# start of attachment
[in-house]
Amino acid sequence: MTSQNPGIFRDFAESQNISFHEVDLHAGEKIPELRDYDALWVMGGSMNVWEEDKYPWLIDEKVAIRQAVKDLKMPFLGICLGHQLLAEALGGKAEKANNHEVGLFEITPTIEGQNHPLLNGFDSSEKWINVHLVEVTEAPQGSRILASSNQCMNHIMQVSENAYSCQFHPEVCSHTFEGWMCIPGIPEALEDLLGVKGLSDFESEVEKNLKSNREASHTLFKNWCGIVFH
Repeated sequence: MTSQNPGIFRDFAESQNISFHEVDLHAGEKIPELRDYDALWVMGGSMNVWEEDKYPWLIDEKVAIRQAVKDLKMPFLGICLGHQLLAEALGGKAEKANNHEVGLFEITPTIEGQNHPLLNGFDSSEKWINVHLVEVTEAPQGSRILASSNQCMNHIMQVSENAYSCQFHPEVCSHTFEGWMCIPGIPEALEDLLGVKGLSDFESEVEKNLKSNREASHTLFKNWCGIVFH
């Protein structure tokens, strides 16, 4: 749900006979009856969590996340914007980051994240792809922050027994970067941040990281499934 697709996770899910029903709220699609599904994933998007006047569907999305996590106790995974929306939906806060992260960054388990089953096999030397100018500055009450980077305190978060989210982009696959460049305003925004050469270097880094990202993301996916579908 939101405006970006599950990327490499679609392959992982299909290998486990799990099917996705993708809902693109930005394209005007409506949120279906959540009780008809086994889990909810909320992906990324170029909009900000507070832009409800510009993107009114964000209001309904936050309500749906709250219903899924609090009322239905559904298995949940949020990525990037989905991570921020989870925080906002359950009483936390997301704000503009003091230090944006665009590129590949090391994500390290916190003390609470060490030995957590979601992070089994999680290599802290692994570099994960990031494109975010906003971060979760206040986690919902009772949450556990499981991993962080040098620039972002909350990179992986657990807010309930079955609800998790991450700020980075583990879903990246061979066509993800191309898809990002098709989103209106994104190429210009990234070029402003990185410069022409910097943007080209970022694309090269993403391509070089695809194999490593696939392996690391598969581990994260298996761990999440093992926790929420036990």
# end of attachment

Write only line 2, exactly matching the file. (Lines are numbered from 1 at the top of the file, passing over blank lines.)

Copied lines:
Amino acid sequence: MTSQNPGIFRDFAESQNISFHEVDLHAGEKIPELRDYDALWVMGGSMNVWEEDKYPWLIDEKVAIRQAVKDLKMPFLGICLGHQLLAEALGGKAEKANNHEVGLFEITPTIEGQNHPLLNGFDSSEKWINVHLVEVTEAPQGSRILASSNQCMNHIMQVSENAYSCQFHPEVCSHTFEGWMCIPGIPEALEDLLGVKGLSDFESEVEKNLKSNREASHTLFKNWCGIVFH